|Residence Toronto, Canada|
Name Toniann Pitassi
|Alma mater University of Toronto|
Doctoral advisor Stephen Cook
|Education University of Toronto, Pennsylvania State University|
Fields Mathematics, Computer Science
Institutions University of Toronto
Toniann pitassi proof complexity tutorial i
Toniann Pitassi is a Canadian and American mathematician and computer scientist specializing in computational complexity theory.
- Toniann pitassi proof complexity tutorial i
- Tutorial on proof complexity part i toniann pitassi
- Academic career
- Selected publications
Tutorial on proof complexity part i toniann pitassi
A native of Pittsburgh, Pitassi earned bachelor's and master's degrees at Pennsylvania State University before moving to the University of Toronto for her doctoral studies; she earned her Ph.D. in 1992 from Toronto under the supervision of Stephen Cook. After postdoctoral studies at the University of California, San Diego and faculty positions at the University of Pittsburgh and University of Arizona, she returned to Toronto in 2001, and is now a professor in the University of Toronto Department of Computer Science and University of Toronto Department of Mathematics.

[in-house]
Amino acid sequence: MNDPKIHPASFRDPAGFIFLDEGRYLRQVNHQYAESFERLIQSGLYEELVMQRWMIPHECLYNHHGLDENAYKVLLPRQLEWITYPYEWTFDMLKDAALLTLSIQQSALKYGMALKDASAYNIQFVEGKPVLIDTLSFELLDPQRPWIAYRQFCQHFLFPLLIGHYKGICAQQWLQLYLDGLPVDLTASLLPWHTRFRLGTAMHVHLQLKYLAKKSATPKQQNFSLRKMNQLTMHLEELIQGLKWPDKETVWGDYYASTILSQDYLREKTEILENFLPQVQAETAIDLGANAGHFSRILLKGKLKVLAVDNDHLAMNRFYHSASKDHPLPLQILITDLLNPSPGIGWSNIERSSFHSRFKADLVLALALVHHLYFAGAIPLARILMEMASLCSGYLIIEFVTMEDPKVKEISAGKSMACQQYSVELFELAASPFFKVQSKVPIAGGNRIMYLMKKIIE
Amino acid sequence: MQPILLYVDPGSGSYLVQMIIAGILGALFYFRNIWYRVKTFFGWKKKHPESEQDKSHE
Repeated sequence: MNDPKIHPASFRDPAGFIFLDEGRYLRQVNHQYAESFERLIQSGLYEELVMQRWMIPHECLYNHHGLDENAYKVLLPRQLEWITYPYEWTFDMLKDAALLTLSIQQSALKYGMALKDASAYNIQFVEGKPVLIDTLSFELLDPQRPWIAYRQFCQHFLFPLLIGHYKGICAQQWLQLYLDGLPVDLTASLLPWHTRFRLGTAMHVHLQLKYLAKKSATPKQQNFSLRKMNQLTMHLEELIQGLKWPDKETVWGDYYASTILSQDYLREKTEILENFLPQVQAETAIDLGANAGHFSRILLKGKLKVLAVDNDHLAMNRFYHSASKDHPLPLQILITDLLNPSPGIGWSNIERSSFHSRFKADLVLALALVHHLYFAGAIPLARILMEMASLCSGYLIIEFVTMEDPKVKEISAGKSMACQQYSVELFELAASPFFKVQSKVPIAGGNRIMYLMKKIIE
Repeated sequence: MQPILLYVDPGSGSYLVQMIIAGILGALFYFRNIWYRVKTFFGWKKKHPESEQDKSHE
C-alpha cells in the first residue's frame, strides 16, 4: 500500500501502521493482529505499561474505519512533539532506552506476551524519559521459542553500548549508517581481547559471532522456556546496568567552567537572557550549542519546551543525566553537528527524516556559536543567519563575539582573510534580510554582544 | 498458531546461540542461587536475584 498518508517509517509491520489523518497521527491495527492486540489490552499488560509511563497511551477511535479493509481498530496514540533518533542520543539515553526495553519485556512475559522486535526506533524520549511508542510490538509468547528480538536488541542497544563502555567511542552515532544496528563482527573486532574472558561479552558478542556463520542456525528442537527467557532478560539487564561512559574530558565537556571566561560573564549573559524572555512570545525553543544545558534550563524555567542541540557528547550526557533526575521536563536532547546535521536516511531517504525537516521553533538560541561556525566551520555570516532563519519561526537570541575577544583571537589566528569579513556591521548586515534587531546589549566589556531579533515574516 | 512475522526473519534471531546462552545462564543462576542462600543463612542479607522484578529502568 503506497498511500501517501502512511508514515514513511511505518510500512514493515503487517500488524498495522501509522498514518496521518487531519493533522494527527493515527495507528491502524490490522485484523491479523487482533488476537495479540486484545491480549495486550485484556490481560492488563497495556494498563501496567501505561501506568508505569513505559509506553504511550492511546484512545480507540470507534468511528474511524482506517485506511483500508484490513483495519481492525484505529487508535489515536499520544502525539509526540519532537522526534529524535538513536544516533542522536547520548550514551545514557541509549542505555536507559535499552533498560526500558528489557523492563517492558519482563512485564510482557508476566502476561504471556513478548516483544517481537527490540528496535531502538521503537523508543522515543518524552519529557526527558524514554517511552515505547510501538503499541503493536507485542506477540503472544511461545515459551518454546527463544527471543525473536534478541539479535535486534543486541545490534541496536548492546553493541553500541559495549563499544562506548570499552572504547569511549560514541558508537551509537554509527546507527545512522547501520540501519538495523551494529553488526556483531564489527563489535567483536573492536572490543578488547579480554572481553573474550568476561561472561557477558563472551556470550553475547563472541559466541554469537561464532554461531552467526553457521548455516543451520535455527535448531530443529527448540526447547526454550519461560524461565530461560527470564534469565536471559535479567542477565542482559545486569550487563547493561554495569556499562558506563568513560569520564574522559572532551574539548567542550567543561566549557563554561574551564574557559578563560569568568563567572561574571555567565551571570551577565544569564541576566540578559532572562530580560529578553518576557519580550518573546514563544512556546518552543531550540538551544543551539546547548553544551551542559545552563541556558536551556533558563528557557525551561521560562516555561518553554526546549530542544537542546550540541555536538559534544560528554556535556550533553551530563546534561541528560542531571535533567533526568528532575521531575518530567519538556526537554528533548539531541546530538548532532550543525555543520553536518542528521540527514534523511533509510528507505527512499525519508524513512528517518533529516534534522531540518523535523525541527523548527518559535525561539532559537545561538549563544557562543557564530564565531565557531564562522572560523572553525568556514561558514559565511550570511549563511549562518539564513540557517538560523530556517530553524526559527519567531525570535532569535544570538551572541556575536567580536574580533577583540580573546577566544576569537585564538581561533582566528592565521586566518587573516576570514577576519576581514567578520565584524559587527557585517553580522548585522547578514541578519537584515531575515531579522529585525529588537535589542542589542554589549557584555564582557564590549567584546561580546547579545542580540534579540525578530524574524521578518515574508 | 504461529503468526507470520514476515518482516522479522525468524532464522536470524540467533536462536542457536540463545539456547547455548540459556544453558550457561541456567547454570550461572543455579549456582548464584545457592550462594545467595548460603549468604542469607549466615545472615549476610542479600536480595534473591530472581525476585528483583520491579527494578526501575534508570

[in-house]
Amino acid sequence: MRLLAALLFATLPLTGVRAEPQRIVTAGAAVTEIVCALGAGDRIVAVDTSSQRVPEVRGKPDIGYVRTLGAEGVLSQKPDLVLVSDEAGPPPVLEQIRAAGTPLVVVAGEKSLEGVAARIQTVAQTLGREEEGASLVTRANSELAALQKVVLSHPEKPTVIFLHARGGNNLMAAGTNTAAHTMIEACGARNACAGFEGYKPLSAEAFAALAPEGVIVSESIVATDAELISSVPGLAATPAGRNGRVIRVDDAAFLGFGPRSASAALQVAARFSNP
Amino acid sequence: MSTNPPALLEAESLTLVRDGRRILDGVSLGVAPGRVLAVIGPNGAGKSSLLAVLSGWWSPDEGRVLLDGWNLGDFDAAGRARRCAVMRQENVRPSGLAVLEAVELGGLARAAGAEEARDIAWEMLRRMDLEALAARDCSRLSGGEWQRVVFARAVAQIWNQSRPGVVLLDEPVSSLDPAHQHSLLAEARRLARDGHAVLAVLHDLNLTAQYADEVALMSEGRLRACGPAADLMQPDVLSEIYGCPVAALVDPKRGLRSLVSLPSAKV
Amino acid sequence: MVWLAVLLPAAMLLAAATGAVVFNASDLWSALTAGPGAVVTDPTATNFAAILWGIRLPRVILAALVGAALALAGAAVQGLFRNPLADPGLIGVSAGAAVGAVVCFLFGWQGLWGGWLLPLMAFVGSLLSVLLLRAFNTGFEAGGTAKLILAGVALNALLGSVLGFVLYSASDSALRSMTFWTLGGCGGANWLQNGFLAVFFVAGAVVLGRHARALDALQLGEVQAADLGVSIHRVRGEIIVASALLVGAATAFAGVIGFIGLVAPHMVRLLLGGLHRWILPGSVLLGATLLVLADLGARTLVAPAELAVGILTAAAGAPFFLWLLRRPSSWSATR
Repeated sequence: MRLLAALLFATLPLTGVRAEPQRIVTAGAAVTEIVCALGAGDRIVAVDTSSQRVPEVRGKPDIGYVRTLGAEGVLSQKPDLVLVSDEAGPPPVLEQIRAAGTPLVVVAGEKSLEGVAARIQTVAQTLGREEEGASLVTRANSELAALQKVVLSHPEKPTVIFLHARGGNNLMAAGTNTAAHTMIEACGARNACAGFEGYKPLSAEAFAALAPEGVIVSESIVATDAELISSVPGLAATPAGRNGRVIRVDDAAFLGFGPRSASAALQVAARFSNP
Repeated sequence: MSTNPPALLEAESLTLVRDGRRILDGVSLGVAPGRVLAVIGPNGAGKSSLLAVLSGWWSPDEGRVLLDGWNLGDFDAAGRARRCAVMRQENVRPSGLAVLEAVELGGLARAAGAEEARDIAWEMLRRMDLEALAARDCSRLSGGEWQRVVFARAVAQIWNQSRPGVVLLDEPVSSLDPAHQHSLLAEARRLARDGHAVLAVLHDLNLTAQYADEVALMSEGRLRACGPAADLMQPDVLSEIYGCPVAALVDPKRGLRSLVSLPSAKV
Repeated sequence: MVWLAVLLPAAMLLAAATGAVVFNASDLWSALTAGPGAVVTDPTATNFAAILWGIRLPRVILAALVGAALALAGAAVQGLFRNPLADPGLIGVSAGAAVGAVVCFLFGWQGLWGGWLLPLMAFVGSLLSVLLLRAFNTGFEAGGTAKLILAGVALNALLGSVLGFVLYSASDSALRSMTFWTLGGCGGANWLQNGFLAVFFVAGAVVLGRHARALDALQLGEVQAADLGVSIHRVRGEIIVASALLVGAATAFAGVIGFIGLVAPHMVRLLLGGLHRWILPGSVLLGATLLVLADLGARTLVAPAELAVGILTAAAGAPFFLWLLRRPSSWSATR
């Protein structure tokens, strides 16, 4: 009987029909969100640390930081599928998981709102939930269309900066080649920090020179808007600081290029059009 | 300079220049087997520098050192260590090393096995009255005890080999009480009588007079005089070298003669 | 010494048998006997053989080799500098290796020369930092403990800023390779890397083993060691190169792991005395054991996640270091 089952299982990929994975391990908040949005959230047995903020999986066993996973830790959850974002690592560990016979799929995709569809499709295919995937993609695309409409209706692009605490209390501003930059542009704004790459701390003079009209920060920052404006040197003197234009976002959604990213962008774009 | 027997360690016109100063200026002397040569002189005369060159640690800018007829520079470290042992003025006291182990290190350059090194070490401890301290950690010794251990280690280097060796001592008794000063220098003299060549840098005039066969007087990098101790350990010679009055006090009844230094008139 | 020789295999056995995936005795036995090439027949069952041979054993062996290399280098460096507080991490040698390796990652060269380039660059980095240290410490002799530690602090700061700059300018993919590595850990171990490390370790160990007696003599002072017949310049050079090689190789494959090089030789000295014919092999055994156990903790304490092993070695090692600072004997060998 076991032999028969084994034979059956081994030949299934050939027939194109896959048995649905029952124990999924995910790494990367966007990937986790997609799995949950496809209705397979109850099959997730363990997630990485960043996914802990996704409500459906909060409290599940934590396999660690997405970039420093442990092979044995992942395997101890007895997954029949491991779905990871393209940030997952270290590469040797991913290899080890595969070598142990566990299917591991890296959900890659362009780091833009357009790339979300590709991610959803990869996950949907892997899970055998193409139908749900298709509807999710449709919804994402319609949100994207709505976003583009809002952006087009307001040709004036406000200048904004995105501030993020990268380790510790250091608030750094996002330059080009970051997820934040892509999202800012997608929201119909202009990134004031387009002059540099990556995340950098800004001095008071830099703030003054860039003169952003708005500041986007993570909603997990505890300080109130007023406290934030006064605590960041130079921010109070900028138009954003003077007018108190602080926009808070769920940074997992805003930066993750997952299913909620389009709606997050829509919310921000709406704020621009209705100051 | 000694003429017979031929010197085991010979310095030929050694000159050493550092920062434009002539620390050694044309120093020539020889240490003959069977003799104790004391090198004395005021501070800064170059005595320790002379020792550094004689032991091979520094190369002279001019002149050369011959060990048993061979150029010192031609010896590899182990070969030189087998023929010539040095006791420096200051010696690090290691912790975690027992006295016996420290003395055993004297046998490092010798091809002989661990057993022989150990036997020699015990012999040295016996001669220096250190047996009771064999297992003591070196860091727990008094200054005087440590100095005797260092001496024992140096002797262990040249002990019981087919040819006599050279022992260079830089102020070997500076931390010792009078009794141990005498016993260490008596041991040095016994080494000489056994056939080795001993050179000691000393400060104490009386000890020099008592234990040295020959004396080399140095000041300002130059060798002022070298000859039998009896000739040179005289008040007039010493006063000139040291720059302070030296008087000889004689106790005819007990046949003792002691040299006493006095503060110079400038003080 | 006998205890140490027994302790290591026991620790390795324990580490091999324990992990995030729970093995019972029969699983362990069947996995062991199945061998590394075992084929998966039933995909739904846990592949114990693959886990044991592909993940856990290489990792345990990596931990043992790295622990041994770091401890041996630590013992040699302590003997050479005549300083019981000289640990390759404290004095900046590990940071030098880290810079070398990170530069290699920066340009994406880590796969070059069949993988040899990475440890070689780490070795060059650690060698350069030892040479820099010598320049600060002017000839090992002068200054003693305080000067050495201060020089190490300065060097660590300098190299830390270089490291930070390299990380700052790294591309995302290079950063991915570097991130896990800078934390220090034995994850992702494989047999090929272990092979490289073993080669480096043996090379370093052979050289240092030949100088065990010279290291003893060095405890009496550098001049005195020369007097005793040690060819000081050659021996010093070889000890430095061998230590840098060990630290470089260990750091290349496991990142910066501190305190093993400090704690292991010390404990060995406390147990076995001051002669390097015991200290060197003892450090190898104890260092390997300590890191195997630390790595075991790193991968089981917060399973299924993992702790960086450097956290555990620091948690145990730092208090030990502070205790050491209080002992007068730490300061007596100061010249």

She was an invited speaker at International Congress of Mathematicians in Berlin in 1998. She was the program chair for the 2012 Symposium on Theory of Computing.
Pitassi's research has largely focused on proof complexity, a branch of computational complexity theory that seeks upper and lower bounds on the lengths of mathematical proofs of logical propositions within various formalized proof systems. The goal of this study is to use these bounds to understand both the time complexity of proof-finding procedures, and the relative strengths of different proof systems.
Research contributions that she has made in this area include exponential lower bounds for Frege proofs of the pigeonhole principle, exponential lower bounds for the cutting-plane method applied to propositions derived from the maximum clique problem, exponential lower bounds for resolution proofs of dense random 3-satisfiability instances, and subexponential upper bounds for the same dense random instances using the Davis–Putnam algorithm. With Paul Beame, she also wrote a survey of proof complexity.